FIG. 4 is an enlarged perspective view of the permanent magnet.
FIG. 5 is a side view of the permanent magnet assembly coacting with a reed switch.
FIG. 6 is a view similar to FIG. 5 but shows the parts in a moved position.
FIG. 7 is a graph showing the hysteresis loops of the magnet shown in FIG. 4.
FIG. 8 is a perspective view of the magnet assembly for stabilizing the permanent magnet.
FIG. 9 is an enlarged fragmentary sectional view taken along the line 9-9 in FIG. 8.
FIG. 10 is a schematic side view of the magnet assembly shown in FIG. 8.
FIG. III is a perspective view of the magnet assembly with the addition of means for carrying the magnet to be stabilized.
FIG. 12 is an enlarged fragmentary sectional view taken along the line 12-12 in FIG. 11.
FIG. 13 is an enlarged perspective view of the carriage for supporting the magnet to be stabilized.
FIG. 14 is an enlarged fragmentary end view of the carriage.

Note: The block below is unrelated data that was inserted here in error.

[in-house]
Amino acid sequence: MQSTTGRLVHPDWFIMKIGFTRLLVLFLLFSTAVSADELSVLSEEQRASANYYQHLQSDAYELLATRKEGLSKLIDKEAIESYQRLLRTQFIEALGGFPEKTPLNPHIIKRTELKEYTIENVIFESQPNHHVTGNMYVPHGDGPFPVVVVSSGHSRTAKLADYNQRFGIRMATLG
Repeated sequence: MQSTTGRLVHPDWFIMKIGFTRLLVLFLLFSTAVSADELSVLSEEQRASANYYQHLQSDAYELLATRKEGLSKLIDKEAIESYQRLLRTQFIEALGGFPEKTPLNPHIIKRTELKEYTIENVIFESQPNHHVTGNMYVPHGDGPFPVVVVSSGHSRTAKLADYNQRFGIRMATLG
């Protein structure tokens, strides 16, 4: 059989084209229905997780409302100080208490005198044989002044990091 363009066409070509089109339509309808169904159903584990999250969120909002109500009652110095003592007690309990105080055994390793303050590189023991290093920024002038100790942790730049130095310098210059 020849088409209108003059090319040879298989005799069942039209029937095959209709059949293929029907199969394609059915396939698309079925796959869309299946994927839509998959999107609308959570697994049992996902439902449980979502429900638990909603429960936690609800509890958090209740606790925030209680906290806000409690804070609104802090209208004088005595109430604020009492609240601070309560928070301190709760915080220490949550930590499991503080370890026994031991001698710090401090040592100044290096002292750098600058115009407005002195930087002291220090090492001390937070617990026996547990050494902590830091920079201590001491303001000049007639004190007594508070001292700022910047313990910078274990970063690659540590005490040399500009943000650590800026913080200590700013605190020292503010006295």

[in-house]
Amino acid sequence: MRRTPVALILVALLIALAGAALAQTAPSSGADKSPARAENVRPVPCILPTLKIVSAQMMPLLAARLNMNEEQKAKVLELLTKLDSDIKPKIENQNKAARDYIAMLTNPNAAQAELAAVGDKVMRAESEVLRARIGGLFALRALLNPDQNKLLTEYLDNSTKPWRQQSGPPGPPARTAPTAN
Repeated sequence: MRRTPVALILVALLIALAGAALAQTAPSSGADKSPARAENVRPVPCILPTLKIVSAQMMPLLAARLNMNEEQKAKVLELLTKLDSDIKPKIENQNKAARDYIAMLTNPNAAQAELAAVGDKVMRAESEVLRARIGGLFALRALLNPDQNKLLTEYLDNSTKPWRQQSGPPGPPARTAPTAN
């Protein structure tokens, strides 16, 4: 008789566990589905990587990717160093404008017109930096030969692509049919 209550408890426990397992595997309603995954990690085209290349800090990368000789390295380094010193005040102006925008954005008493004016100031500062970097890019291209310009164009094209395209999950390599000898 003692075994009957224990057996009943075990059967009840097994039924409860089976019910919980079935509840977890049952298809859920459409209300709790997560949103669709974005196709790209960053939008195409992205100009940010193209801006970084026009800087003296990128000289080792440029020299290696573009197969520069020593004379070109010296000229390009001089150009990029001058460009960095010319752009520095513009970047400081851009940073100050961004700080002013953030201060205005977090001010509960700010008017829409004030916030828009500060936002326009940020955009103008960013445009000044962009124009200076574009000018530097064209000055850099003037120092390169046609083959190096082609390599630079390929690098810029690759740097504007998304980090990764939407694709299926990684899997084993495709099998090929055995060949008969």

DETAILED DESCRIPTION OF THE PREFERRED EMBODIMENT For purposes of illustration, the invention is shown in the drawings in connection with a permanent magnet 10 especially suitable for actuating a reed switch 11. As is conventional, the reed switch is normally open and comprises two contacts l2 disposed within a sealed glass tube 13 and supported on the ends of individual reeds 14. The latter project through the sealed ends of the tube and, outside the tube, the reeds form terminals 15. Herein, the magnet 10 is an elongated ceramic bar magnet which is magnetized along the N-S axis (the arrow 16 in FIG. 3) so that one-half of the magnet is a north pole and the other half is a south pole as illustrated in FIG. 3. A steel plate 17 is secured to the back of the magnet to provide a return path for the flux of the magnet.